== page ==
HEAL OLD WOUNDS
TWO major steps to Church unity were suggested by Metropolitan Athenagoras of Thyateira, head of the Greek Orthodox Church in Britain, preaching in Westminster Abbey last Sunday.
First, he said. the Roman and Greek Orthodox Churches shoUld withdraw the mutual excommunications issued in 1054 when the Great Schism occurred.
Second, he suggested the re-examination of the whole question of the validity of Anglican orders.
Who was preaching at the United Service of International Christian Witness, had taken as his theme "Our March towards Christian Renewal". He began by raising the question how far England could still be considered a Christian country.
Many people today, he said, presented an unduly despondent picture, suggesting that organised Christianity was everywhere in retreat. Such an estimate was misleading and one-sided.
England, he argued, was still suffering from the demoralising effects of the last war. On all sides could be seen the "symptoms of tired souls, a moral and spiritual fatigue". The prevailing religious indifference was one aspect of this.
TEMPORARY MALADY But it was a temporary malady which would he gradually overcome. During the 15 months since he had arrived in England he had been deeply impressed by many signs of vigorous life in different communions.
He believed, however, that grave harm was being done by those who today chose, with a maximum of publicity, to proclaim a kind of "religionless Christianity". "These I call 'preachers of schism', for they advocate a schism, a division, between Chrisianity and religion, reducing the Gospel to schemes of thought that are altogether inadequate to express its supernatural message."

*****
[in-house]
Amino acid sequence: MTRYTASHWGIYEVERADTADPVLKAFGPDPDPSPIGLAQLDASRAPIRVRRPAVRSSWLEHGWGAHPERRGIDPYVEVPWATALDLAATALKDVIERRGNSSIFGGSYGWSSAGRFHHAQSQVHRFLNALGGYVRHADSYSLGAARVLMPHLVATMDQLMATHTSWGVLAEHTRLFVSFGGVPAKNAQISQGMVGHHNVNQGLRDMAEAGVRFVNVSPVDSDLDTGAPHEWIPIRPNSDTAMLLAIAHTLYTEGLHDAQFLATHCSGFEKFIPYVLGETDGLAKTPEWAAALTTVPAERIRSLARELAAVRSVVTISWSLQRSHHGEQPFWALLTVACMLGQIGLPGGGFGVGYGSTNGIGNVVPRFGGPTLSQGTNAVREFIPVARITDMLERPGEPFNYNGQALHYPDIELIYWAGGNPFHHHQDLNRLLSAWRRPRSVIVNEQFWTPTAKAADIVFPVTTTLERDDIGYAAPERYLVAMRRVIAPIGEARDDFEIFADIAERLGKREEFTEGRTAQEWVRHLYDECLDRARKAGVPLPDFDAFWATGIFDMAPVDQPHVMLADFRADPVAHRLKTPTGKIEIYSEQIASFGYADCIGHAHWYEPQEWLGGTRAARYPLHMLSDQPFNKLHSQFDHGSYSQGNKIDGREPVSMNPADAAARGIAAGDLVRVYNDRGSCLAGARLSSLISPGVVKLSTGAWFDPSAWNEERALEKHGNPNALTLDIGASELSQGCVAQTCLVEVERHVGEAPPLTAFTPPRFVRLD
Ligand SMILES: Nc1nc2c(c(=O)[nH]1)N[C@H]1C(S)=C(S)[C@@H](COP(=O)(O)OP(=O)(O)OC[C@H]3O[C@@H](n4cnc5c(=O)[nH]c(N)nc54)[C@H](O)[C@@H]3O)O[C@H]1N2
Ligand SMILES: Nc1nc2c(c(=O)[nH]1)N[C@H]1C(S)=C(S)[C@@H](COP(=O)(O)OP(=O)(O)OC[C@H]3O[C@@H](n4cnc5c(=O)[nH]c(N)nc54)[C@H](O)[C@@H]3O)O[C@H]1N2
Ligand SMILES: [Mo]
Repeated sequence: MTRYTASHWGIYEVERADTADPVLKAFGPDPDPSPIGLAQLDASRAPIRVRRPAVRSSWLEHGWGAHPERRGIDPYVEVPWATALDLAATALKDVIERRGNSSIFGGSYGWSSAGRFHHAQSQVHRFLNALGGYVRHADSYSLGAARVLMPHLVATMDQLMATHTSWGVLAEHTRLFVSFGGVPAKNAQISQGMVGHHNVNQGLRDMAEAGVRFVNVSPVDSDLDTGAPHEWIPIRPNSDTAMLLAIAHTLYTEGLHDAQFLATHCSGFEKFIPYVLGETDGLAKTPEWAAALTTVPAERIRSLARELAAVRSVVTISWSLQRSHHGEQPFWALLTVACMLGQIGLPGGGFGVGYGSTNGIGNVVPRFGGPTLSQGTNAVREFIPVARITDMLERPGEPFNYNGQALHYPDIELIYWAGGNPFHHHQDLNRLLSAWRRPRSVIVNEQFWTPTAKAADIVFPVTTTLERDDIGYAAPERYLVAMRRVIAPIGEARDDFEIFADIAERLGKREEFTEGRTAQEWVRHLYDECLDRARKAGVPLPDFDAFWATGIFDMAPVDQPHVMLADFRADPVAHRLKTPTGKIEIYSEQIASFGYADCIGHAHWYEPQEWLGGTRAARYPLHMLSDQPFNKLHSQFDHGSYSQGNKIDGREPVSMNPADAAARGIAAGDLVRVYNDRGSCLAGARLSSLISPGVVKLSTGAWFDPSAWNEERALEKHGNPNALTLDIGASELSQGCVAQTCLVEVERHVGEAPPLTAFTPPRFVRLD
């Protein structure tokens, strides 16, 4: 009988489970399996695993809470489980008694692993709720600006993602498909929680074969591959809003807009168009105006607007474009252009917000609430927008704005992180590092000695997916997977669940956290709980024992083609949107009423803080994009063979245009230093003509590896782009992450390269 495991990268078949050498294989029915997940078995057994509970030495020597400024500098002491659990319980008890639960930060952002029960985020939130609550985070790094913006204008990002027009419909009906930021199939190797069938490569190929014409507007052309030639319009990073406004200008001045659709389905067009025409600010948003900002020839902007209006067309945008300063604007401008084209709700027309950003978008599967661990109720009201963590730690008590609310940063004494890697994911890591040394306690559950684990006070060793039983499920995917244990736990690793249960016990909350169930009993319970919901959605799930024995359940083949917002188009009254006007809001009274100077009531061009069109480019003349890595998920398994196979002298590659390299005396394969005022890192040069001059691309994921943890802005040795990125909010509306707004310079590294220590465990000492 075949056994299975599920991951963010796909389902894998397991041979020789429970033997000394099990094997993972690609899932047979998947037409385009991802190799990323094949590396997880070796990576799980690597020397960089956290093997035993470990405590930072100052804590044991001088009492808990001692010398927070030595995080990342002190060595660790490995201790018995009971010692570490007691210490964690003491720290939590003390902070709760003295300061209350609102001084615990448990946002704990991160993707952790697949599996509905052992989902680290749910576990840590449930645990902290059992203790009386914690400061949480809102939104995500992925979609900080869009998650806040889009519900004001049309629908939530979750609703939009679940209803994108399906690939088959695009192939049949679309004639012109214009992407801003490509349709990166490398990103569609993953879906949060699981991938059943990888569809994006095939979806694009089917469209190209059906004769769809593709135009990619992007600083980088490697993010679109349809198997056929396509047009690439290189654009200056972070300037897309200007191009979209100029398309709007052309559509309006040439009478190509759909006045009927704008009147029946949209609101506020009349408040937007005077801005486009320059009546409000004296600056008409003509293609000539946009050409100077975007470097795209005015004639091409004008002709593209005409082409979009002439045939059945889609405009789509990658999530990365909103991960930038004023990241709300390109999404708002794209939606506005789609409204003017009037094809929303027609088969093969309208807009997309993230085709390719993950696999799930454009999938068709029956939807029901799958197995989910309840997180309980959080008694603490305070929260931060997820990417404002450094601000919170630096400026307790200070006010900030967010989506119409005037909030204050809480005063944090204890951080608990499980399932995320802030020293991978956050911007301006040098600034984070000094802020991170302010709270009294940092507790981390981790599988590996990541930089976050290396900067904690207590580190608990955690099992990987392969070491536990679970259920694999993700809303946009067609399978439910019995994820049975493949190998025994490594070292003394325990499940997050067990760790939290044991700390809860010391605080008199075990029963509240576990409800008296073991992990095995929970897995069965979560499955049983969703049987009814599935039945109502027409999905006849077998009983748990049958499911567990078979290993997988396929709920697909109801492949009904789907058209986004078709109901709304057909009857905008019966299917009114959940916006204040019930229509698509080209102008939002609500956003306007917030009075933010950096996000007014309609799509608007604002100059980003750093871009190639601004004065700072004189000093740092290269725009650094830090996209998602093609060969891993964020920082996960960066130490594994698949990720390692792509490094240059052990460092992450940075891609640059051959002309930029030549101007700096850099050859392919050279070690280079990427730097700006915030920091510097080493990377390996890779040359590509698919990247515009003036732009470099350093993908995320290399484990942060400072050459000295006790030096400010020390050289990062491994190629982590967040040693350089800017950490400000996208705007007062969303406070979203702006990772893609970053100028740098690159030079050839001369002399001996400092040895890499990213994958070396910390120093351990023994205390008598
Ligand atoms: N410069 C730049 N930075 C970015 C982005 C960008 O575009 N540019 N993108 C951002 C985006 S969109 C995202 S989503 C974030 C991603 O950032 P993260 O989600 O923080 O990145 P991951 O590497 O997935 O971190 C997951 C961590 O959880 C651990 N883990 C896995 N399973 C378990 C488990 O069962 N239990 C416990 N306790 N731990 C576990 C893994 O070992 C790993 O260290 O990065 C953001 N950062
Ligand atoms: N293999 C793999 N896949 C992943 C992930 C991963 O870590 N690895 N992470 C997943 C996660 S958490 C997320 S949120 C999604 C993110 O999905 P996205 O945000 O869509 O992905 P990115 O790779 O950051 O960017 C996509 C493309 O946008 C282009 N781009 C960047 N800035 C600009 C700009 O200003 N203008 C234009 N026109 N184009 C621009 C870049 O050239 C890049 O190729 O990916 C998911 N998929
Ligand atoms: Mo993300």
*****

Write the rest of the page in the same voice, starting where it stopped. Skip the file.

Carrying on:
Quoting from a recent issue of the Church Times, he asked: "Why are so many of today's ordained ministers so seemingly anxious to sow doubt in the hearts of believing Christians?"
One of the chief obstacles to an effective Christian witness before the world was undoubtedly the fact of Christian division. So one of the most inspiring developments for the future of Christendom was the contemporary movement towards union.
PROLONGED TASK Reunion would prove a painful and prolonged task. "The nine centuries old schism between East and West and the four centuries old schism among Western Christians cannot be terminated in a few decades."
There was. for example, no immediate prospect of intercommunion between Roman Catholics and Orthodox, despite the new and marvellous spirit of friendship.
But the difficulties were far from insuperable, he said. The first step would he the withdrawal of the "unhappy and ill-considered documents" of excommunication issued by the then Papal Legate, Cardinal Humbert, and the Patriarch Michael CeruIarius in 1054 which marked the beginning of the schism between the Orthodox Church and Rome.
Speaking of Anglican Orders; Metropolitan Athenagoras suggested that the Encyclical A postalicere Curse, issued by Pope Leo Mir in
1896, condemning Anglican Orders, should be "re-examined in the spirit of today's ecumenical concern".
Would it not be preferable, asked the Metropolitan, "to leave the question of the validity of Anglican Orders as it was in the 16th century, as it was in the days of Augustine and Theodore". Such measures as these, he said. would help to heal "the sixth wound in the Body of Christ which is still open and bleeding. "Today, as never before in the last nine centuries. Christians are growing closer together ... If we continue as we have begun. little by little we shall be guided to the miracle of true unity in faith and worship."